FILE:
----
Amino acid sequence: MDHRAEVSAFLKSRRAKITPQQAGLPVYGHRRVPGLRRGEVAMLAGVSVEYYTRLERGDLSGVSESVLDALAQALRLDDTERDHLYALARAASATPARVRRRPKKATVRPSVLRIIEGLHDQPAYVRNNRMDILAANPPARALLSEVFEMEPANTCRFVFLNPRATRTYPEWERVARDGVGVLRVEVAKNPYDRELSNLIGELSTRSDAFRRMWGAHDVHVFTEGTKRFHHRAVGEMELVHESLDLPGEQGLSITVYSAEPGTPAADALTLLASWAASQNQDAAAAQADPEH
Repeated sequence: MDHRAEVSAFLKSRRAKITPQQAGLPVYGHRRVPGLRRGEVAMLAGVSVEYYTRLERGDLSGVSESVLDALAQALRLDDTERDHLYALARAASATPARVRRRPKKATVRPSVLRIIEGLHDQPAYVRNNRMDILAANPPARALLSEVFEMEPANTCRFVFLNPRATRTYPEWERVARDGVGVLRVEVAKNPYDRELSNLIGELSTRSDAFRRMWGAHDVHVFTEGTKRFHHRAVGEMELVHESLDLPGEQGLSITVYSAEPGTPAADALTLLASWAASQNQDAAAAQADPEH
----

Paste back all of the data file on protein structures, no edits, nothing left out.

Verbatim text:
Amino acid sequence: MDHRAEVSAFLKSRRAKITPQQAGLPVYGHRRVPGLRRGEVAMLAGVSVEYYTRLERGDLSGVSESVLDALAQALRLDDTERDHLYALARAASATPARVRRRPKKATVRPSVLRIIEGLHDQPAYVRNNRMDILAANPPARALLSEVFEMEPANTCRFVFLNPRATRTYPEWERVARDGVGVLRVEVAKNPYDRELSNLIGELSTRSDAFRRMWGAHDVHVFTEGTKRFHHRAVGEMELVHESLDLPGEQGLSITVYSAEPGTPAADALTLLASWAASQNQDAAAAQADPEH
Repeated sequence: MDHRAEVSAFLKSRRAKITPQQAGLPVYGHRRVPGLRRGEVAMLAGVSVEYYTRLERGDLSGVSESVLDALAQALRLDDTERDHLYALARAASATPARVRRRPKKATVRPSVLRIIEGLHDQPAYVRNNRMDILAANPPARALLSEVFEMEPANTCRFVFLNPRATRTYPEWERVARDGVGVLRVEVAKNPYDRELSNLIGELSTRSDAFRRMWGAHDVHVFTEGTKRFHHRAVGEMELVHESLDLPGEQGLSITVYSAEPGTPAADALTLLASWAASQNQDAAAAQADPEH